St. Thomas' Parish at Dupont Circle – Washington, DC

Worship as a Laboratory for Reconciliation

Posted by Rector

[The second in a 4-part series by The Rev. Dr. Nancy Lee Jose, Rector, exploring the calling and mission of St. Thomas' Parish]

“The mission of the Church is to restore all people to unity with God and each other in Christ” (The Book of Common Prayer, page 855). At St. Thomas’ Parish, the most basic way that we as a congregation pursue that mission is through our prayer and worship.  Everything else we are called to do – proclaiming the Gospel and promoting justice, peace, and love – is nurtured and formed and fed in worship.

We know that we cannot worship and then stop there; but it is where we need to begin, and the place from which we will be sent back out to be God’s people in the world.  And if the restoration of people to unity with God and one another is the goal of a worshiping community, then we at St. Thomas’ Parish expect worship itself to begin this process of reconciliation.

Like many other churches, our worship has readings and sermons and prayers and songs that teach us about who God is and what God has done, and who we are in God’s eyes and what God still dreams we will become.  We learn this especially through the stories that are central to all of our worship, the Gospel stories of Jesus and his ministry of reconciliation and how that gave rise to the church and our calling to be agents of grace and reconciliation in the world.

Mission-oriented worship, however, is never a passive spectator-sport.  It invites our engagement, our participation.  And it invites us to begin to act in church towards others gathered there with us in worship in the same way that we are challenged to act to others in daily life.  If the mission of the church really is reconciliation, then we want to ensure that worship in our congregation actually helps to begin that process through the very way we pray and worship.  Like other churches, we have greeters outside to welcome people as they come in.  However, we want to be known not just as a place where everyone who shows up is welcome, but as a place that has its doors open to absolutely everyone — no exceptions.   I often remind our parishioners that worship actually begins outside our doors with the one who says “Welcome” and then acts as a welcoming host to guests.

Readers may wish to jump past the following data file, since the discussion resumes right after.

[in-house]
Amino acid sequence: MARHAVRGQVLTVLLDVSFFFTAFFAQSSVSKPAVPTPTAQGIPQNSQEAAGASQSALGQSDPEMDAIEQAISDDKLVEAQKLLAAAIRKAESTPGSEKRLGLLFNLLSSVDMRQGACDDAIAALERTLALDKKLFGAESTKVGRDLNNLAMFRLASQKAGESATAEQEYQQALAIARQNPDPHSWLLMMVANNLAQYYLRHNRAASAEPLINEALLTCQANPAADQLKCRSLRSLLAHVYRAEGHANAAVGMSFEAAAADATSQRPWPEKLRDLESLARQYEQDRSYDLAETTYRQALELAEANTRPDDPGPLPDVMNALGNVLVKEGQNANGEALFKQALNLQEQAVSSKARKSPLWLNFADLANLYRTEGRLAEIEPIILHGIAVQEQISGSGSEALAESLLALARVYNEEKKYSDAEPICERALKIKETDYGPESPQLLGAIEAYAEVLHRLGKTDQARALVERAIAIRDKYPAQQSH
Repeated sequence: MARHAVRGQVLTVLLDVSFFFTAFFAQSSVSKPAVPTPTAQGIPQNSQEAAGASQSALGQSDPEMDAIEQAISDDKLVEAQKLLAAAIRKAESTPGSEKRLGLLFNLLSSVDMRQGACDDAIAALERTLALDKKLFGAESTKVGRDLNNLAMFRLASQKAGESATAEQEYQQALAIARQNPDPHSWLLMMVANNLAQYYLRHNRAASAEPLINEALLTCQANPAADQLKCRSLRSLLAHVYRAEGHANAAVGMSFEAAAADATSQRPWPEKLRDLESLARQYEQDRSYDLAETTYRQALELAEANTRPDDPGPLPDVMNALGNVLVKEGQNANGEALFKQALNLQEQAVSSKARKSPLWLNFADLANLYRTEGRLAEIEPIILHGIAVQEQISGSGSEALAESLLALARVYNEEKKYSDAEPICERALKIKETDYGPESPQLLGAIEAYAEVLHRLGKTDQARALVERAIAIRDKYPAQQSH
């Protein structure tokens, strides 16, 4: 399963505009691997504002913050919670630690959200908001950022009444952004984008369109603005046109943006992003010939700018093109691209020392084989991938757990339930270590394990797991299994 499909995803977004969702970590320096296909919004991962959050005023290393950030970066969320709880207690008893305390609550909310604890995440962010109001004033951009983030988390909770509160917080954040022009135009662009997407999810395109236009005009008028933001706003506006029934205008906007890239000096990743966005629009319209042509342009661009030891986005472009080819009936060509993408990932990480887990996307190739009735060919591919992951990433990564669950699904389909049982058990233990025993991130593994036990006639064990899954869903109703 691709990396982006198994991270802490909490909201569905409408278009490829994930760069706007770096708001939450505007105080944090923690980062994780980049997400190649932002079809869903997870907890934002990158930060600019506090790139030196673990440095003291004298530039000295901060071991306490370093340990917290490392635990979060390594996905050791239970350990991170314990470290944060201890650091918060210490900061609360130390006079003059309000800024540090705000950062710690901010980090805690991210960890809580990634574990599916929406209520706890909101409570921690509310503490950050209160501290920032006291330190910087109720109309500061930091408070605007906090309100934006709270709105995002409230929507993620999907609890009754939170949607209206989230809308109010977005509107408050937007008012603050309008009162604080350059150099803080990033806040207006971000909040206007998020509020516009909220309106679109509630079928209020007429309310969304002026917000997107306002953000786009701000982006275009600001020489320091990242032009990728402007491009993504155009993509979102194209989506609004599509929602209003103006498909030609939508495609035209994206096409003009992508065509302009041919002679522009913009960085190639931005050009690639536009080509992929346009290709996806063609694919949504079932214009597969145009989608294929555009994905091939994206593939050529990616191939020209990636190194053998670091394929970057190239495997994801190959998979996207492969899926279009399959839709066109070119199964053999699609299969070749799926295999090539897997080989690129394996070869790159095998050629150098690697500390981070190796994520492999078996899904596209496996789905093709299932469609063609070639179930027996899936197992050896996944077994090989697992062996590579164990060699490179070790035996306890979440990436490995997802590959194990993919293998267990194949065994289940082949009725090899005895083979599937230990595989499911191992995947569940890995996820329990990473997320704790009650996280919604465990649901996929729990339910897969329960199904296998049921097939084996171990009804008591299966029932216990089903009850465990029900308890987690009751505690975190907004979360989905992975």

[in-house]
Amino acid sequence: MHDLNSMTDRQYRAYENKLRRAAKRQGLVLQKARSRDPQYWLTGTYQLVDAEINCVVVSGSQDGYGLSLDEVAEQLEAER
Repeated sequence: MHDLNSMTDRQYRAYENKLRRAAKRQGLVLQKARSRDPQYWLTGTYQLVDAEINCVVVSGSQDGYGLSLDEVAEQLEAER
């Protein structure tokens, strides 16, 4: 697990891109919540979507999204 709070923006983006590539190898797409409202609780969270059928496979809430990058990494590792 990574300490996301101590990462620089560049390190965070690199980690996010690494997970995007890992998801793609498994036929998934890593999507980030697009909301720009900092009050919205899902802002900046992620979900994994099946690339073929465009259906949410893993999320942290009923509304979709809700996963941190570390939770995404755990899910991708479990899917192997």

The Good News of reconciliation in Christ won’t be very convincing in a sermon inside, if people haven’t already seen that Good News in action before they even got to the door – and the door really needs to be not just open, but inviting, to people just as they are.

One way we talk about that at St. Thomas’ Parish is to say you don’t have to check part of yourself at the door before you come in — especially what you think, or believe, or where you’re from.  All of everyone is welcome – celebrated even.  And we expect to be changed for the good by your very presence.  We talk about it as “radical hospitality” — God’s loving and welcoming us all already, no matter what; and God’s desiring more for us than we have ever imagined.

We have a deep conviction at St. Thomas’ Parish that the way we treat one another, our neighbors, and even our enemies, begins getting shaped and formed in the vitality and creativity of liturgy and music.  In the Service of the Word, we hear Holy Scripture and have it interpreted to us in preaching.  We confess our sins.  We affirm our faith in words used by Christians from the beginnings of the Church.  We greet each other warmly. We offer to God our gifts and offerings in thanksgiving for what God have given us.

All that gets us ready for the central act of our worship — the Holy Eucharist.  We pray what is called The Great Thanksgiving, expressing our gratitude for all of God’s acts of reconciliation throughout human history and the way they came into focus in an entirely new way in the human being Jesus, who revealed to us both who we are, and what God is like. Holy Communion, as it is also called, retells in word and gesture the story of God’s ultimate act of reconciliation on our behalf, the self-giving act of Jesus “loving us to death,” willing even to die in order to restore us to unity with God.

In Jesus’ ultimate act of compassion we’re shown the model of what we were created to be, people who love God and their neighbors — even their enemies — just like that.  Extravagantly. Unreservedly. Then we are sent away, back out into the world wherever we came from. And next week we’ll return to the laboratory once again, to mix who we are and who Christ is, what Christ did and what we are called to do as followers of Christ, and to shake it all up with prayer and music and thanksgiving and song.  This is the way the mission of the church gets carried out in this rhythm of gathering and sending out.

So we can’t and don’t even try to separate the demands of discipleship from the practice of worship and prayer.  They are two sides of the same coin.  Each needs, and reflects, and inspires the other.   Our mission to be Christ for others helping to reconcile the world currently is encouraging us to build a new home for our worshiping community near Dupont Circle, not so that we can go inside and escape the world, but so that we can be formed in prayer and worship for the rigors of service where the Church really lives, among those in the world who need us most.

We invite you to come gather with us in prayer and worship.  But know this:  we’ll send you out again to find your own place in Christ’s ministry of reconciliation — healing the wounds that separate us and others from God, and from one another. That is the mission of the church; and it is our mission as God’s people.  Join us.


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